On February 6, 2017, US president Donald Trump stated that media coverage of terrorist attacks under-represented the extent of terrorist actions. To support this assertion, White House staff released a list of 78 attacks they said were “under-reported” by the media. Some were perhaps inappropriately included because they were either committed by deranged individuals without political motivation or were prevented.
Many news organizations responded by enumerating how often they reported on the listed events, while also noting some terrorist attacks they covered that were not included. However, the back and forth between journalists and officials does not shed much light on the overall level of reporting around the world of terror events.
What do the data tell us?
To better understand journalistic reporting of terror attacks over the past several decades and the real risk of terrorism risk for Americans, the Dow Jones Factiva service was queried. This database contains articles from more than 33,000 sources, 74% of which are not available on the free web, reaching as far back as the 1960s.
Four searches were conducted on February 12: The general term “terrorist attacks” yielded 1,280,835 articles, while “terrorist attack” – more likely to refer to a specific terrorist event – produced 581,839, half as many. Combining “terrorist attack” with the term “killed” yielded 197,633 citations, one-sixth as many. “Terrorist attack” combined with “wounded” received the least coverage, with a little over 50,000. (Note that all the search terms were in English which almost certainly under-represents the number of article worldwide reporting terrorist events.)
While articles with the keywords “terrorist attacks” may or may not refer to a single attack, they do indicate an increased focus on terrorism, suggesting both public interest in and exposure to the subject. This may also lead readers to have a heightened sense of insecurity, whatever the reality of the situation. For example, air ticket and hotel bookings to Paris from America significantly declined after terrorist attacks in the French capital.
The distribution of the articles over time, region, reporting sources, and authors offers further information. First, citations containing the words “terrorist attacks” rose dramatically in 2001:
The 9/11 attacks moved terrorism from under-reported (by comparison) news that happened somewhere else to a major concern by a broad collection of media outlets. Assuming that independent media attempt to satisfy their readers’ demands for information, this suggests that the public wanted, or at least consumed, stories about deadly terrorist attacks.
Let’s put the number of these articles into perspective. The combined number of stories found by the terms “Super Bowl”, “World Cup” or “Olympic Games” was 7,528,026. “Marijuana”, “LSD”, “cocaine”, or “heroin” were featured in 3,282,773. Other examples: “right to life” or “abortion”, 1,154,722; “Holocaust”, 755,001; “Academy Awards” or “Oscar”, 303,375; “nuclear war”, just 103,103. It appears that deadly terrorist attacks have an enduring interest for journalists and their readers, falling somewhere between competitive sports or conflictual social issues at the top and entertainment awards or nuclear war at the bottom.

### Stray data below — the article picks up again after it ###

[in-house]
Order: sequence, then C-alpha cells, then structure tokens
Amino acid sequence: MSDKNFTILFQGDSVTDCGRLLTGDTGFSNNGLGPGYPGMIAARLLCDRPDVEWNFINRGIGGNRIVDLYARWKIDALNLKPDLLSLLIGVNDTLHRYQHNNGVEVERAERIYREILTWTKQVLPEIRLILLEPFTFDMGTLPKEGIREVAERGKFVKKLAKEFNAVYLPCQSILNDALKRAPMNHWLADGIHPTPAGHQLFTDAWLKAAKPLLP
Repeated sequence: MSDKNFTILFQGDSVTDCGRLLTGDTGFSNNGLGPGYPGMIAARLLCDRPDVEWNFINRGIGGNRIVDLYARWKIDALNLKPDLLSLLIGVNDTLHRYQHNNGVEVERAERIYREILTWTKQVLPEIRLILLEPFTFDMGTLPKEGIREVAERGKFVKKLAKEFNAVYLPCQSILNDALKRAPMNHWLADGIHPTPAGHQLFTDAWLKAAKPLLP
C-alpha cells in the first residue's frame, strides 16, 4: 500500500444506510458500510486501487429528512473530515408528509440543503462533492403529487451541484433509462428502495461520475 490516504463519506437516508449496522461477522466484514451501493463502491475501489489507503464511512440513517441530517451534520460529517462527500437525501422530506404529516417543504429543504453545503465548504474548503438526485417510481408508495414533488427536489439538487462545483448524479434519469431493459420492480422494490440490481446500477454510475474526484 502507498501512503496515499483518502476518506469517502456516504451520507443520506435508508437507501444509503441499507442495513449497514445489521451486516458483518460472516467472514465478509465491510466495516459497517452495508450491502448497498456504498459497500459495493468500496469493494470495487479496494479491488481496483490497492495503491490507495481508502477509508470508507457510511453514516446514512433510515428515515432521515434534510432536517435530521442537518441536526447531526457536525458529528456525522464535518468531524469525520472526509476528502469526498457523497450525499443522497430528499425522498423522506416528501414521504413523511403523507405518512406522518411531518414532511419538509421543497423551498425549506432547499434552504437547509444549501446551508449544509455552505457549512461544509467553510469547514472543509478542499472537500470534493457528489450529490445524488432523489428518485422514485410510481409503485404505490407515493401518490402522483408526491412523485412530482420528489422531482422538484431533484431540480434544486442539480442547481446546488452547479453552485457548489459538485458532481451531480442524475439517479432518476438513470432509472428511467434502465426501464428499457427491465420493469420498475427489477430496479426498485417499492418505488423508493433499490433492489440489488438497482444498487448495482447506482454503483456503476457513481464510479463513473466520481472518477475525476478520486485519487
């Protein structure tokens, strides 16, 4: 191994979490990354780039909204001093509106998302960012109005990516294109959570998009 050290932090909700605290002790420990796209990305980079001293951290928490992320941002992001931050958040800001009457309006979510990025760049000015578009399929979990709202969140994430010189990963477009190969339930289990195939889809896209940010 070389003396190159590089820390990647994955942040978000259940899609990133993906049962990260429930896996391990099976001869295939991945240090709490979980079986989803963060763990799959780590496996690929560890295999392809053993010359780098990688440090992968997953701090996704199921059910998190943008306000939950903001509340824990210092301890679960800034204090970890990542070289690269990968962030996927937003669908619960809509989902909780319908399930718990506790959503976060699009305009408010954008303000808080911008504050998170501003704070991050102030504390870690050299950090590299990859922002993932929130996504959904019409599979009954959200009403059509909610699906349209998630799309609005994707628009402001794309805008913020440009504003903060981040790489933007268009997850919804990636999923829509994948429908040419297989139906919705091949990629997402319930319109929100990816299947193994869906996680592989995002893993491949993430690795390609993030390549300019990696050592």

The news organizations that met this demand were not evenly distributed globally or within individual countries:
North America is by far the region most referenced in the articles. The deadly attacks in Asia nudged Europe into third place. Given the large number of deadly attacks in the Middle East, there are relatively few cited reports. This is probably because the search terms were in English, so local language news outlets are undoubtedly under-represented. Curiously, this was not the case of Asia, which is home to many different languages.
Fewer than half of the American states were referenced in the articles on deadly terrorist attacks according to the Factiva database:
States with recent and major terrorist attacks are unsurprisingly referenced in many articles. What is interesting is the large number of articles which mention states with few terrorist events. For example, while the Midwest states of Illinois, Missouri, and Ohio suffered few terrorist events relative to other regions, they were frequently referenced in the articles.
Factiva searches export the top 100 news organizations producing the articles. Those reporting more than 10,000 articles over the period examined are represented below.
The Associated Press is by far the leader as are other English-language organizations. French and Chinese agencies are strong contributors collectively accounting for over 3% (43,000) of the global articles on deadly terrorist attacks. The top 18 reporting news agencies contribute nearly 40% of the world’s total articles about terrorist attacks.
There has been much discussion in the press and among academic researchers about the motives and social consequences of publishing articles about terrorist attacks. Some question whether widely reporting terrorist attacks leads to more of them in the future. (Doward 2015; Jetter, 2014.) Although this is not the question of this report, it is interesting to note that some of the most prolific writers about deadly terrorist attacks are located in countries that have experienced few, if any, terror attacks:
Two of the top three writers are in Canada, while the number-two writer is in New Zealand, a country that has had extremely few terrorist events.
Specific terrorist attacks with mortal effects
Over the past several years, articles about deadly terrorist events surpassed the press reporting of the September 11, 2001 attacks.